Run custom hook scripts on Foreman events
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README.md

foreman_hooks

Allows you to trigger scripts and commands on the Foreman server at any point in an object's lifecycle in Foreman. This lets you run scripts when a host is created, or finishes provisioning etc.

It enables extension of Foreman's host orchestration so additional tasks can be executed, and can register hooks into standard Rails callbacks for any Foreman object, all with shell scripts.

Installation:

Please see the Foreman wiki for appropriate instructions:

The gem name is "foreman_hooks".

RPM users can install the "tfm-rubygem-foreman_hooks" or "rubygem-foreman_hooks" packages. Debian/Ubuntu users can install the "ruby-foreman-hooks" package.

Usage

Hooks are stored in /usr/share/foreman/config/hooks (~foreman/config/hooks) with a subdirectory for the object, then a subdirectory for the event name.

~foreman/config/hooks/[OBJECT]/[EVENT]/[HOOK_SCRIPT]

Examples:

~foreman/config/hooks/host/managed/create/50_register_system.sh
~foreman/config/hooks/host/managed/destroy/15_cleanup_database.sh
~foreman/config/hooks/smart_proxy/after_create/01_email_operations.sh
~foreman/config/hooks/audited/audit/after_create/01_syslog.sh

After adding or removing hooks, restart the Foreman server to update the list of known hooks (usually apache2 or httpd when using Passenger, or touch ~foreman/tmp/restart.txt).

Objects / Models

Every object (or model in Rails terms) in Foreman can have hooks. Check ~foreman/app/models for the full list, but these are the interesting ones:

  • host/managed
  • config_report (or report in Foreman 1.10 or older)
  • nic/managed
  • hostgroup
  • user

To generate a list of all possible models, issue the following command:

# foreman-rake hooks:objects

and to get events for a listed object (e.g. host/managed):

# foreman-rake hooks:events[host/managed]

Orchestration events

Only supported on these objects:

  • host/managed
  • nic/*

Foreman supports orchestration tasks for hosts and NICs (each network interface) which happen when the object is created, updated and destroyed. These tasks are shown to the user in the UI and if they fail, will automatically trigger a rollback of the action. A rollback is performed as an opposite action (e.g. for DHCP record creation a rollback action is destroy).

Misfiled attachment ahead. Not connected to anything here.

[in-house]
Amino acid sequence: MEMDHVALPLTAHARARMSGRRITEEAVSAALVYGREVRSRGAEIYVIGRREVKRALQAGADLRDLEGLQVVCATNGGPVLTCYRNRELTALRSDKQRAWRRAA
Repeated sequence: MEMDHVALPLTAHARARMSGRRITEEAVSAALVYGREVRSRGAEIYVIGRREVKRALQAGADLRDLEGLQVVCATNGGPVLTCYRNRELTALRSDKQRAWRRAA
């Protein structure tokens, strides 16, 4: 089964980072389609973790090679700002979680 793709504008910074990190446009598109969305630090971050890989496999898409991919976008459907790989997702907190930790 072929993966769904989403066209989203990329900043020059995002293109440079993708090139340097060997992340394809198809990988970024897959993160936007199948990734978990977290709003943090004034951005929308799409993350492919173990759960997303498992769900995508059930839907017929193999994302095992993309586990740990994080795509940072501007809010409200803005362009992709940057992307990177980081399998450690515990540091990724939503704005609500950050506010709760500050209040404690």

To add hooks to these, use these event names:

  • create
  • update
  • destroy

Orchestration hooks can be given a priority by prefixing the filename with the priority number, therefore it is possible to order them before or after built-in orchestration steps (before DNS records are created for example). Existing common priority levels are:

  • 2: Set up compute instance (create VM)
  • 10: Create DNS record
  • 10: Create DHCP reservation
  • 20: Deploy TFTP configs
  • 50: Create realm entry
  • 1000: Power up compute instance

Rails events

Supported on all object types.

For hooks on anything apart from hosts or NICs (which support orchestration, as above) then the standard Rails events will be needed. These are the most interesting events provided:

  • after_create, before_create
  • after_destroy, before_destroy

Every event has a "before" and "after" hook. For the full list, see the Constants section at the bottom of the ActiveRecord::Callbacks documentation.

The host object has two additional callbacks that you can use:

  • host/managed/after_build triggers when a host is put into build mode (does not trigger upon new host creation, even when build flag is set)
  • host/managed/before_provision triggers when a host completes the OS install

Execution of hooks

Hooks are executed in the context of the Foreman server, so usually under the foreman user.

The first argument is always the event name, enabling scripts to be symlinked into multiple event directories. The second argument is the string representation of the object that was hooked, e.g. the hostname for a host.

~foreman/config/hooks/host/managed/create/50_register_system.sh create foo.example.com

A JSON representation of the hook object will be passed in on stdin. A utility to read this with jgrep is provided in examples/hook_functions.sh and sourcing this utility script will be enough for most users. Otherwise, you may want to ensure stdin is closed to prevent pipe buffer from filling.

echo '{"host":{"name":"foo.example.com"}}' \